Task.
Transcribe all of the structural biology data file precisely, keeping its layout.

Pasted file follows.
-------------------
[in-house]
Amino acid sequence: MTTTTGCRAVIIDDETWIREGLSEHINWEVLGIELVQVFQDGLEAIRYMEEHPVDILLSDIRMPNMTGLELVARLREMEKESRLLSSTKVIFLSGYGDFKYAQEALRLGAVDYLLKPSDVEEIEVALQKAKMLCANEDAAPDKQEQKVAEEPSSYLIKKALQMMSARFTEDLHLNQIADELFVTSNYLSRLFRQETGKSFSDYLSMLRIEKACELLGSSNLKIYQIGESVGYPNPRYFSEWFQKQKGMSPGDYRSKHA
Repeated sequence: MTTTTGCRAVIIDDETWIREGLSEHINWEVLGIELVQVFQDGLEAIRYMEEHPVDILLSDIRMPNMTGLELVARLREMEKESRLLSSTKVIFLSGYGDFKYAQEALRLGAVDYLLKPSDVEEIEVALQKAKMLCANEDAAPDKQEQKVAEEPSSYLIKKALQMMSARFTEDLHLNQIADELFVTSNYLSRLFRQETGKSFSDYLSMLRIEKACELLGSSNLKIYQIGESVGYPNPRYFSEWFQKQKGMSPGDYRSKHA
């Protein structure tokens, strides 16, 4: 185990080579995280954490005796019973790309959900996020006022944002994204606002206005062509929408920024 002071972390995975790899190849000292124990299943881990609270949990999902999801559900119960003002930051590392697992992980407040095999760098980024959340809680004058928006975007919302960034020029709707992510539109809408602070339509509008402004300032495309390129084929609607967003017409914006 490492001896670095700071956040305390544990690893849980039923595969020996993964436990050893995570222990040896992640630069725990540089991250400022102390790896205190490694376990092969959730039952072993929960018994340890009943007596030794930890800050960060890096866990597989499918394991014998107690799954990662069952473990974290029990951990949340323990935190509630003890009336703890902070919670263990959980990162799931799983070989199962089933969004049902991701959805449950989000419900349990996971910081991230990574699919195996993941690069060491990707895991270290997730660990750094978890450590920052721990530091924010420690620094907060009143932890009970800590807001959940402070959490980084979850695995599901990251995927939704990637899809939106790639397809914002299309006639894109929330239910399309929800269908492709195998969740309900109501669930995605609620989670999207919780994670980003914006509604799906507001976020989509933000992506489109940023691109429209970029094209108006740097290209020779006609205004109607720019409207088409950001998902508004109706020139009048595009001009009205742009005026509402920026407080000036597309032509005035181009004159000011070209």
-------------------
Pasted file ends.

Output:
[in-house]
Amino acid sequence: MTTTTGCRAVIIDDETWIREGLSEHINWEVLGIELVQVFQDGLEAIRYMEEHPVDILLSDIRMPNMTGLELVARLREMEKESRLLSSTKVIFLSGYGDFKYAQEALRLGAVDYLLKPSDVEEIEVALQKAKMLCANEDAAPDKQEQKVAEEPSSYLIKKALQMMSARFTEDLHLNQIADELFVTSNYLSRLFRQETGKSFSDYLSMLRIEKACELLGSSNLKIYQIGESVGYPNPRYFSEWFQKQKGMSPGDYRSKHA
Repeated sequence: MTTTTGCRAVIIDDETWIREGLSEHINWEVLGIELVQVFQDGLEAIRYMEEHPVDILLSDIRMPNMTGLELVARLREMEKESRLLSSTKVIFLSGYGDFKYAQEALRLGAVDYLLKPSDVEEIEVALQKAKMLCANEDAAPDKQEQKVAEEPSSYLIKKALQMMSARFTEDLHLNQIADELFVTSNYLSRLFRQETGKSFSDYLSMLRIEKACELLGSSNLKIYQIGESVGYPNPRYFSEWFQKQKGMSPGDYRSKHA
């Protein structure tokens, strides 16, 4: 185990080579995280954490005796019973790309959900996020006022944002994204606002206005062509929408920024 002071972390995975790899190849000292124990299943881990609270949990999902999801559900119960003002930051590392697992992980407040095999760098980024959340809680004058928006975007919302960034020029709707992510539109809408602070339509509008402004300032495309390129084929609607967003017409914006 490492001896670095700071956040305390544990690893849980039923595969020996993964436990050893995570222990040896992640630069725990540089991250400022102390790896205190490694376990092969959730039952072993929960018994340890009943007596030794930890800050960060890096866990597989499918394991014998107690799954990662069952473990974290029990951990949340323990935190509630003890009336703890902070919670263990959980990162799931799983070989199962089933969004049902991701959805449950989000419900349990996971910081991230990574699919195996993941690069060491990707895991270290997730660990750094978890450590920052721990530091924010420690620094907060009143932890009970800590807001959940402070959490980084979850695995599901990251995927939704990637899809939106790639397809914002299309006639894109929330239910399309929800269908492709195998969740309900109501669930995605609620989670999207919780994670980003914006509604799906507001976020989509933000992506489109940023691109429209970029094209108006740097290209020779006609205004109607720019409207088409950001998902508004109706020139009048595009001009009205742009005026509402920026407080000036597309032509005035181009004159000011070209």